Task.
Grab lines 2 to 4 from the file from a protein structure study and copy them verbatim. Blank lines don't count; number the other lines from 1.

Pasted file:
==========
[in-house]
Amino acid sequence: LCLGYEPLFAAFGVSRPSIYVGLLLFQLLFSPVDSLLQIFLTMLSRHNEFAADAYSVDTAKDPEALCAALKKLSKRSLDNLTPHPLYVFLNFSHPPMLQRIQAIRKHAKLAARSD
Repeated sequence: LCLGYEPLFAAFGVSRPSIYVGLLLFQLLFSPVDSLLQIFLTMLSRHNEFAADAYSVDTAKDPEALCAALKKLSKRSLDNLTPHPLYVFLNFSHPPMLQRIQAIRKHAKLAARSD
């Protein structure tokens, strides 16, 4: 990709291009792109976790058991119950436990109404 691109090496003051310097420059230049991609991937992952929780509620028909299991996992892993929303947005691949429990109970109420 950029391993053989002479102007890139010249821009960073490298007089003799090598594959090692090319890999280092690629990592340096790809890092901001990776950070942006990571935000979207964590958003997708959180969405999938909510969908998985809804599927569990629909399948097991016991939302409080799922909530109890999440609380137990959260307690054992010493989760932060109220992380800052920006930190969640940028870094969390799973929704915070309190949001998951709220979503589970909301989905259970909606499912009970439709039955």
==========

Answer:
Amino acid sequence: LCLGYEPLFAAFGVSRPSIYVGLLLFQLLFSPVDSLLQIFLTMLSRHNEFAADAYSVDTAKDPEALCAALKKLSKRSLDNLTPHPLYVFLNFSHPPMLQRIQAIRKHAKLAARSD
Repeated sequence: LCLGYEPLFAAFGVSRPSIYVGLLLFQLLFSPVDSLLQIFLTMLSRHNEFAADAYSVDTAKDPEALCAALKKLSKRSLDNLTPHPLYVFLNFSHPPMLQRIQAIRKHAKLAARSD
């Protein structure tokens, strides 16, 4: 990709291009792109976790058991119950436990109404 691109090496003051310097420059230049991609991937992952929780509620028909299991996992892993929303947005691949429990109970109420 950029391993053989002479102007890139010249821009960073490298007089003799090598594959090692090319890999280092690629990592340096790809890092901001990776950070942006990571935000979207964590958003997708959180969405999938909510969908998985809804599927569990629909399948097991016991939302409080799922909530109890999440609380137990959260307690054992010493989760932060109220992380800052920006930190969640940028870094969390799973929704915070309190949001998951709220979503589970909301989905259970909606499912009970439709039955």